Slow Synaptic Responses and Modulation

  • Kenji Kuba
  • Haruhiro Higashida
  • David A. Brown
  • Tohru Yoshioka
Conference proceedings

Table of contents

  1. Front Matter
    Pages II-XVI
  2. The Dawn and Foundation of Slow Synaptic Potentials and Modulation

  3. M-Currents and Modulation

  4. K+ Currents and Modulation

  5. Ca2+ Currents and Modulation

    1. L. Gandía, A. Albillos, C. Montiel, A. G. García
      Pages 101-120
    2. A. Meir, C. N. Wyatt, G. J. Stephens, A. C. Dolphin
      Pages 121-129
    3. A. G. García, J. M. Hernández-Guijo, I. Mayorgas, L. Gandía
      Pages 130-146
  6. Ca2+ Dynamics and Modulation

  7. Exocytosis and modulation

  8. Synaptic Plasticity and Modulation

  9. Synaptic Development, Modulation and Gene Expression

About these proceedings


Information flow as nerve impulses in neuronal circuits is regulated at synapses. The synapse is therefore a key element for information processing in the brain. Much attention has been given to fast synaptic transmission, which predominantly regulates impulse-to-impulse transmission. Slow synaptic transmission and modu­ lation, however, sometimes have been neglected in considering and attempting to understand brain function. Slow synaptic potentials and modulation occur with a considerable delay in response to the accumulation of synaptic and modulatory inputs. In these contexts, they are plastic in nature and play important roles in information processing in the brain. A symposium titled "Slow Synaptic Responses and Modulation" was held as the satellite symposium to the 75th Annual Meeting of the Physiological Society of Japan on March 30-31, 1998, in Kanazawa. The theme was selected not only for the reason mentioned above, but also because of the considerable involvement of many Japanese scholars in establishing the basic issues. Following the dawn of synaptic physiological research, as Sir John Eccles, Sir Bernard Katz, and Professor Stephen Kuffler carried out pioneer work, Professor Kyozou Koketsu and Professor Benjamin Libet, the students of Sir John Eccles, and their colleagues established the concept of slow synaptic responses and modulation by studying vertebrate sympathetic ganglia. Since then, the concept has been ex­ panded with detailed investigations of both peripheral and central synapses at the levels of single ion channels, intracellular Ca"+ dynamics, intracellular transduc­ tion mechanisms, and genes.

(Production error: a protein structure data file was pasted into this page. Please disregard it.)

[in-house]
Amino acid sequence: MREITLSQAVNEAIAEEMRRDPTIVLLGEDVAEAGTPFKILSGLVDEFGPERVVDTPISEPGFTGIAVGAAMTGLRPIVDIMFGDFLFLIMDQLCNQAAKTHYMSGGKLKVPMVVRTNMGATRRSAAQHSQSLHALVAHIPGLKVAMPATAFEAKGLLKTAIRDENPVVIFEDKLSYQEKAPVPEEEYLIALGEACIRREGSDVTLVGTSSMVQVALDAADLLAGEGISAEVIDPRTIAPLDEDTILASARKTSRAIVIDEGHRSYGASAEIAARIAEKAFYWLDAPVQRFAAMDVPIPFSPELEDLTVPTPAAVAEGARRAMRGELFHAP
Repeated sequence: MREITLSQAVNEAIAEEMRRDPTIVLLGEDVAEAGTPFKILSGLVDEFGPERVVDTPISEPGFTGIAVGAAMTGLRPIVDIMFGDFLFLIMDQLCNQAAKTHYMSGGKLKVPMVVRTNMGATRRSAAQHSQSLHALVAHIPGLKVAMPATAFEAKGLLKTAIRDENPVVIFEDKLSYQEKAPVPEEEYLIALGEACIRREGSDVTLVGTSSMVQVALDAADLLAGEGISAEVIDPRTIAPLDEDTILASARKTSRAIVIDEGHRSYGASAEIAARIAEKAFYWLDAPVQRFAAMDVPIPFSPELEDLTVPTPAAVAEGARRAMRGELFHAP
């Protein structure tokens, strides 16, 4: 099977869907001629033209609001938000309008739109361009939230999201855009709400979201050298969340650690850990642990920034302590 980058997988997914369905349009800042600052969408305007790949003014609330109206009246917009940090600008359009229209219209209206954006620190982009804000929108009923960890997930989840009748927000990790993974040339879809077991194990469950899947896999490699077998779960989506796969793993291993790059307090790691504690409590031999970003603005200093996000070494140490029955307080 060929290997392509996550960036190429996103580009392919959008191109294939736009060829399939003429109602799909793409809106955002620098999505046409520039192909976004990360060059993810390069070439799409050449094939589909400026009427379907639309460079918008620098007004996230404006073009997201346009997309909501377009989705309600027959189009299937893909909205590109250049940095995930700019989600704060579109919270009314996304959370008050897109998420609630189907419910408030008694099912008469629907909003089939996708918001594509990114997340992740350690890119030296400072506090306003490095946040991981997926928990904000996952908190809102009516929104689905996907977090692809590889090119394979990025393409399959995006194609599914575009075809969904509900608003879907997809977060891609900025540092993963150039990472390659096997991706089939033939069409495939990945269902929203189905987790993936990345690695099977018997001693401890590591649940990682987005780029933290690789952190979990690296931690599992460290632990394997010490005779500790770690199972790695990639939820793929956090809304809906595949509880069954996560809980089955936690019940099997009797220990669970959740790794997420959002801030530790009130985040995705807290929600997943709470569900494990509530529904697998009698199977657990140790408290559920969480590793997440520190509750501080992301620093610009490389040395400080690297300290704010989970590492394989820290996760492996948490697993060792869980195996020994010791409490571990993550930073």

information neuroscience neurotransmitter physiology research

Editors and affiliations

  • Kenji Kuba
    • 1
  • Haruhiro Higashida
    • 2
  • David A. Brown
    • 3
  • Tohru Yoshioka
    • 4
  1. 1.Department of PhysiologyNagoya University School of MedicineShowa-ku, Nagoya, AichiJapan
  2. 2.Department of Biophysical Genetics, Graduate School of MedicineKanazawa UniversityKanazawa, IshikawaJapan
  3. 3.Department of PharmacologyUniversity College LondonLondonEngland, UK
  4. 4.Department of Molecular Neurobiology, School of Human ScienceWaseda UniversityTokorozawa, SaitamaJapan

Bibliographic information